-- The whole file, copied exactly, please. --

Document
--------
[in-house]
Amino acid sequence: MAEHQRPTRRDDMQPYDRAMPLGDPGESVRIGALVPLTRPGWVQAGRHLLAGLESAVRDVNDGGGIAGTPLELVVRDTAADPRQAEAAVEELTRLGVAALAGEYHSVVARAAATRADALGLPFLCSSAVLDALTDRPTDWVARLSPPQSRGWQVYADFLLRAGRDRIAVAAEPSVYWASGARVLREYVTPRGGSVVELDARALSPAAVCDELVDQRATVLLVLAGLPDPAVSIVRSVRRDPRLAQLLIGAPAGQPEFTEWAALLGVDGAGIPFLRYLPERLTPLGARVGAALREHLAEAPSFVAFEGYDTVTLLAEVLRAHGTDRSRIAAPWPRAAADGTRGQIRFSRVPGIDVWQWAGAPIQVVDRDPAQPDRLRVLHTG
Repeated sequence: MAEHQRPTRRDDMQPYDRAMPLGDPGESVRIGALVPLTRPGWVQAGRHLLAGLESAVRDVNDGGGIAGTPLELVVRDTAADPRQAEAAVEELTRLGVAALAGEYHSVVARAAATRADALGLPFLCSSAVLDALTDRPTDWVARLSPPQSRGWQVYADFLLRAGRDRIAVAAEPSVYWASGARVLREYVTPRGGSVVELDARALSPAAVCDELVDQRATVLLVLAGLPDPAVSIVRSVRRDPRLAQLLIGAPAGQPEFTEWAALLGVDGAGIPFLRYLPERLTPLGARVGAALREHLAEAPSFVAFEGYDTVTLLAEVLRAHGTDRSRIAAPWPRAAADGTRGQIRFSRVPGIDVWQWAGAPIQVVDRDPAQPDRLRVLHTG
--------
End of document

[in-house]
Amino acid sequence: MAEHQRPTRRDDMQPYDRAMPLGDPGESVRIGALVPLTRPGWVQAGRHLLAGLESAVRDVNDGGGIAGTPLELVVRDTAADPRQAEAAVEELTRLGVAALAGEYHSVVARAAATRADALGLPFLCSSAVLDALTDRPTDWVARLSPPQSRGWQVYADFLLRAGRDRIAVAAEPSVYWASGARVLREYVTPRGGSVVELDARALSPAAVCDELVDQRATVLLVLAGLPDPAVSIVRSVRRDPRLAQLLIGAPAGQPEFTEWAALLGVDGAGIPFLRYLPERLTPLGARVGAALREHLAEAPSFVAFEGYDTVTLLAEVLRAHGTDRSRIAAPWPRAAADGTRGQIRFSRVPGIDVWQWAGAPIQVVDRDPAQPDRLRVLHTG
Repeated sequence: MAEHQRPTRRDDMQPYDRAMPLGDPGESVRIGALVPLTRPGWVQAGRHLLAGLESAVRDVNDGGGIAGTPLELVVRDTAADPRQAEAAVEELTRLGVAALAGEYHSVVARAAATRADALGLPFLCSSAVLDALTDRPTDWVARLSPPQSRGWQVYADFLLRAGRDRIAVAAEPSVYWASGARVLREYVTPRGGSVVELDARALSPAAVCDELVDQRATVLLVLAGLPDPAVSIVRSVRRDPRLAQLLIGAPAGQPEFTEWAALLGVDGAGIPFLRYLPERLTPLGARVGAALREHLAEAPSFVAFEGYDTVTLLAEVLRAHGTDRSRIAAPWPRAAADGTRGQIRFSRVPGIDVWQWAGAPIQVVDRDPAQPDRLRVLHTG